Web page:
Monday, February 18, 2008

Still Falls The Rain

Still falls the rain—
Dark as the world of man, black as our loss—
Blind as the nineteen hundred and forty nails
Upon the cross.
Still falls the rain—
With a sound like the pulse of the heart
That is changed to the hammer-beat
In the potter's field, and the sound of the impious feet
On the tomb:
Still falls the rain—
In the field of blood
where the small hopes breed and the human brain
Nurtures its greed, that worm with the brow of Cain.
Still falls the rain—
At the feet of the starved man hung upon the cross.
Christ that each day, each night, nails there, have mercy on us—
On Dives and on Lazarus:
Under the rain the sore and the gold are as one.
Still falls the rain—
Still falls the blood from the starved man's wounded side:
He bears in his heart all wounds, — those of the light that died,
The last faint spark
In the self-murdered heart,
the wounds of the sad uncomprehending dark,
The wounds of the baited bear—
The blind and weeping bear whom the keepers beat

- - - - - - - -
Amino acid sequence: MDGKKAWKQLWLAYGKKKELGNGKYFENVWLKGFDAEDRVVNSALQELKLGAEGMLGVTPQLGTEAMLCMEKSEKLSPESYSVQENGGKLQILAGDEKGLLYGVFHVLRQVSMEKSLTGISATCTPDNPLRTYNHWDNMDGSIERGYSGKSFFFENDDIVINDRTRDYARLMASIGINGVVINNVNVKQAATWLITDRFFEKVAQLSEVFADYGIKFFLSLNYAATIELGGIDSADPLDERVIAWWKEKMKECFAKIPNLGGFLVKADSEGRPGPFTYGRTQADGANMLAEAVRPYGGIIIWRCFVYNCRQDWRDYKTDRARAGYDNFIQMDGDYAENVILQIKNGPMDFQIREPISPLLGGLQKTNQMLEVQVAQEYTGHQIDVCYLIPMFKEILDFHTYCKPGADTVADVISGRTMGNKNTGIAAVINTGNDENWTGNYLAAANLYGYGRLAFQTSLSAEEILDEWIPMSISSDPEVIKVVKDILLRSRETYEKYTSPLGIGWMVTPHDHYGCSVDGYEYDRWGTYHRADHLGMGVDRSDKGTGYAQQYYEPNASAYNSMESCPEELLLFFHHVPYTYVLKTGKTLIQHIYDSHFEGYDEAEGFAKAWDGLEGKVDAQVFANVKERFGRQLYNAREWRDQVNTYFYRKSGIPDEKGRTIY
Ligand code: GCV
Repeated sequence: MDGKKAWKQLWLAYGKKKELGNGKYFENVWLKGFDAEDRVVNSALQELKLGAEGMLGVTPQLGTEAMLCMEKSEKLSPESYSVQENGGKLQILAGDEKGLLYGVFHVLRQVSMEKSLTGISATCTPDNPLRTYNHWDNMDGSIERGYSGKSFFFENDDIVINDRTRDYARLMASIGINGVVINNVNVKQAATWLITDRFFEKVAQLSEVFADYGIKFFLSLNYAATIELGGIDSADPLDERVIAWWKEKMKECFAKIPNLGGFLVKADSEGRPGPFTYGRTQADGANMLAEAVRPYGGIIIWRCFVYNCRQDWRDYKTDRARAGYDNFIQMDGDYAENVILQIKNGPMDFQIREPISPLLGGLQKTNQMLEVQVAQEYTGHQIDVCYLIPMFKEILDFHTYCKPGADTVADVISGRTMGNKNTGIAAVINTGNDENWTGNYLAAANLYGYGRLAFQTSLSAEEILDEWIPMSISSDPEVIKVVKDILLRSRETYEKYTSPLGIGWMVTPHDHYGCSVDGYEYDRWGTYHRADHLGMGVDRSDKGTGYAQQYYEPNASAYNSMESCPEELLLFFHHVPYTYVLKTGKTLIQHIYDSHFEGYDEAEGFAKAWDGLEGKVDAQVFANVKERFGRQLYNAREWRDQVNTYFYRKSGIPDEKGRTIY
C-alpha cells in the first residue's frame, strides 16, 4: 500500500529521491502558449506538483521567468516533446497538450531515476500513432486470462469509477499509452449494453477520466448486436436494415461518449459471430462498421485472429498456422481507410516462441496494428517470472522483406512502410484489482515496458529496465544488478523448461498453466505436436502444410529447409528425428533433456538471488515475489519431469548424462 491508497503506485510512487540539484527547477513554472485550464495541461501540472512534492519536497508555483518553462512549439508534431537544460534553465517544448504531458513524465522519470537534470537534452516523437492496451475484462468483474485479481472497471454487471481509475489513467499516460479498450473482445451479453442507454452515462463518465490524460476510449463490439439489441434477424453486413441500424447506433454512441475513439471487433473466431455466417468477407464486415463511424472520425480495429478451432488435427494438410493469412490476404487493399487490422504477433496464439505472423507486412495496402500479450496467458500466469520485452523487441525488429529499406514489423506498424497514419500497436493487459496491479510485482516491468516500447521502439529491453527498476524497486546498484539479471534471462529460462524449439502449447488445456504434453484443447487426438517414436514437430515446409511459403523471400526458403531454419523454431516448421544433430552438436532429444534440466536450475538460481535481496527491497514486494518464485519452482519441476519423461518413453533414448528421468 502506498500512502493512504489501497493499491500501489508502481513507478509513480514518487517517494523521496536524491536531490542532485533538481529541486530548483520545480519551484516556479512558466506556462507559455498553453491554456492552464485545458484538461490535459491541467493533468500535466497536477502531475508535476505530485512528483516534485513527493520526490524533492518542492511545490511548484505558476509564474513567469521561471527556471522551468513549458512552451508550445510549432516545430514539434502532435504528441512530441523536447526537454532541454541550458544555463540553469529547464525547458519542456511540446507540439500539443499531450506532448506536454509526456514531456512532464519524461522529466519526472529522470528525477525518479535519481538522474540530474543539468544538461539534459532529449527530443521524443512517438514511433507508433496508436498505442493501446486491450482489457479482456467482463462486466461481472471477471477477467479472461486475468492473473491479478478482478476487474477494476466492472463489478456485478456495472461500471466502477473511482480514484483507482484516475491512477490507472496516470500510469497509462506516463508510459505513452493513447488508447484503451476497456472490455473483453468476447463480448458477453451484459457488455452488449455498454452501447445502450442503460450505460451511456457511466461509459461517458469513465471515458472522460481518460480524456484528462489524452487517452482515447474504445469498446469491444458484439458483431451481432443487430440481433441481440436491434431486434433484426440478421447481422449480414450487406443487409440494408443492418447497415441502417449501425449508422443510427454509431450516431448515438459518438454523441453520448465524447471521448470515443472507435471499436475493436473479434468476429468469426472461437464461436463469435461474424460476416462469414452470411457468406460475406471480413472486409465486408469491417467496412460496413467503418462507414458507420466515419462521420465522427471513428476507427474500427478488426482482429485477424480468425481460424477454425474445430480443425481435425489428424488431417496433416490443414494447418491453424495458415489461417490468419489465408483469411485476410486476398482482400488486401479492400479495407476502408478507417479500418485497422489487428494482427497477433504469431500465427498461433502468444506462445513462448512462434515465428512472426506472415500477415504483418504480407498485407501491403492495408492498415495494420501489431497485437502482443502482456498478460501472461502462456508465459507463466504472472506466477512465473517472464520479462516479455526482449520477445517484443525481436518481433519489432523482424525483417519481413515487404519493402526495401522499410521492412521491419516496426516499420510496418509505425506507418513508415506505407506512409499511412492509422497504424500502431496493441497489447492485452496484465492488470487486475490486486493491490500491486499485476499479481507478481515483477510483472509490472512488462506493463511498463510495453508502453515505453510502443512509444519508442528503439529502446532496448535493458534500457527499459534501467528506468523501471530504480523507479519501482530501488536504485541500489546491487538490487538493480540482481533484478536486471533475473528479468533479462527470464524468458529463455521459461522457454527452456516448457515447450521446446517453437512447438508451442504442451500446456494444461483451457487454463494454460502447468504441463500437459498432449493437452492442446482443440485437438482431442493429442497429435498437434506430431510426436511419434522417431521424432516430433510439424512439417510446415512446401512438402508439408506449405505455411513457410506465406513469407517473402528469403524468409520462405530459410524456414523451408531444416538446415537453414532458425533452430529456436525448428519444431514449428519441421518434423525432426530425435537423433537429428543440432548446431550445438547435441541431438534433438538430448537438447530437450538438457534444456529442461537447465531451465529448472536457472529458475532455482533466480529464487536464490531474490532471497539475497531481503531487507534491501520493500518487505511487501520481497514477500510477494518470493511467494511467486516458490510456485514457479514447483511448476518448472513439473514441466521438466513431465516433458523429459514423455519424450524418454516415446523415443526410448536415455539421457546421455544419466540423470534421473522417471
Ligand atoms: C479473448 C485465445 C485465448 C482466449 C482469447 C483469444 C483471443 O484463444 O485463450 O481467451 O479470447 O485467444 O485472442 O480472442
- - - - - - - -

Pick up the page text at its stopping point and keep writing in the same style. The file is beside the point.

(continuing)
On his helpless flesh…the tears of the hunted hare.
Still falls the rain—
Then— O Ile leape up to my God: who pulles me doune—
See, see where Christ's blood streames in the firmament:
It flows from the brow we nailed upon the tree
Deep to the dying, to the thirsting heart
That holds the fires of the world, — dark-smirched with pain
As Caesar's laurel crown.
Then sounds the voice of one who like the heart of man
Was once a child who among beasts has lain—
“Still do I love, still shed my innocent light, my blood, for thee.”

The Blitz is the word that the English use to refer to the sustained German bombing of London and other cities across the United Kingdom between September 1940 and May 1941, during which over 43,000 people perished. In 1942, Dame Edith Sitwell composed this poem in direct response to the Blitz. Sitwell once described this poem in a letter to Benjamin Britten as one of the proudest achievements of her life. With its insistent rhyme and images of Christian suffering, the poem has a relentless quality, much like the bombardment which it memorializes. Of its more obscure references include Potter’s field (a place of burial for the unknown), the brow of Cain (the Bible's first murderer), and Dives and Lazarus (a Biblical pairing of the wealthy man and the destitute beggar) who become equal under the violent rain of war.

No comments: